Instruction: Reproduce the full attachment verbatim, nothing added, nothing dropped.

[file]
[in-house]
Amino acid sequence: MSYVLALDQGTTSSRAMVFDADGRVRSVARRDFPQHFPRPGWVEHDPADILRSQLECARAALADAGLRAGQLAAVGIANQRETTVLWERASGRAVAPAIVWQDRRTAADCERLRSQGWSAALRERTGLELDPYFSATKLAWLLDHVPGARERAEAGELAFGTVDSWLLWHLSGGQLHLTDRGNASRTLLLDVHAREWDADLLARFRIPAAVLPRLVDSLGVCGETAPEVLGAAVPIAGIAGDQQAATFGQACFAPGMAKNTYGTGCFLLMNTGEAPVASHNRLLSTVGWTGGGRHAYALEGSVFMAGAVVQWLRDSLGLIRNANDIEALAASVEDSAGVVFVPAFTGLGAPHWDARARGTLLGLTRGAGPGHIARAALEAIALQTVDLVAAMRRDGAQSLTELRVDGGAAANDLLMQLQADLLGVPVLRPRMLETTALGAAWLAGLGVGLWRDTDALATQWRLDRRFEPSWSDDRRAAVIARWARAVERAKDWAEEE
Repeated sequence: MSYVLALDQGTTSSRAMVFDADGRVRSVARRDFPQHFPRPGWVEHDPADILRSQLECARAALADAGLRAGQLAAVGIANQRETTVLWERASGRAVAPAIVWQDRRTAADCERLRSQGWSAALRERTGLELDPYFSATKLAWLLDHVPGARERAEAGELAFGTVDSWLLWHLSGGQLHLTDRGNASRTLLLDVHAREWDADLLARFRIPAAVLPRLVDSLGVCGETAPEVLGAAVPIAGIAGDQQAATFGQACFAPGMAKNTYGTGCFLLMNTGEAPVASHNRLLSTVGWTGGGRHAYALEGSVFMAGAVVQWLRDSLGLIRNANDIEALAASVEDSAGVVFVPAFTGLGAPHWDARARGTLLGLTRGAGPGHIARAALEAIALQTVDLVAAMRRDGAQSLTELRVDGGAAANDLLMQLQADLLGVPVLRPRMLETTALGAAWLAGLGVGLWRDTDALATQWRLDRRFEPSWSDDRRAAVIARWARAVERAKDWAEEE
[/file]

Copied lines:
[in-house]
Amino acid sequence: MSYVLALDQGTTSSRAMVFDADGRVRSVARRDFPQHFPRPGWVEHDPADILRSQLECARAALADAGLRAGQLAAVGIANQRETTVLWERASGRAVAPAIVWQDRRTAADCERLRSQGWSAALRERTGLELDPYFSATKLAWLLDHVPGARERAEAGELAFGTVDSWLLWHLSGGQLHLTDRGNASRTLLLDVHAREWDADLLARFRIPAAVLPRLVDSLGVCGETAPEVLGAAVPIAGIAGDQQAATFGQACFAPGMAKNTYGTGCFLLMNTGEAPVASHNRLLSTVGWTGGGRHAYALEGSVFMAGAVVQWLRDSLGLIRNANDIEALAASVEDSAGVVFVPAFTGLGAPHWDARARGTLLGLTRGAGPGHIARAALEAIALQTVDLVAAMRRDGAQSLTELRVDGGAAANDLLMQLQADLLGVPVLRPRMLETTALGAAWLAGLGVGLWRDTDALATQWRLDRRFEPSWSDDRRAAVIARWARAVERAKDWAEEE
Repeated sequence: MSYVLALDQGTTSSRAMVFDADGRVRSVARRDFPQHFPRPGWVEHDPADILRSQLECARAALADAGLRAGQLAAVGIANQRETTVLWERASGRAVAPAIVWQDRRTAADCERLRSQGWSAALRERTGLELDPYFSATKLAWLLDHVPGARERAEAGELAFGTVDSWLLWHLSGGQLHLTDRGNASRTLLLDVHAREWDADLLARFRIPAAVLPRLVDSLGVCGETAPEVLGAAVPIAGIAGDQQAATFGQACFAPGMAKNTYGTGCFLLMNTGEAPVASHNRLLSTVGWTGGGRHAYALEGSVFMAGAVVQWLRDSLGLIRNANDIEALAASVEDSAGVVFVPAFTGLGAPHWDARARGTLLGLTRGAGPGHIARAALEAIALQTVDLVAAMRRDGAQSLTELRVDGGAAANDLLMQLQADLLGVPVLRPRMLETTALGAAWLAGLGVGLWRDTDALATQWRLDRRFEPSWSDDRRAAVIARWARAVERAKDWAEEE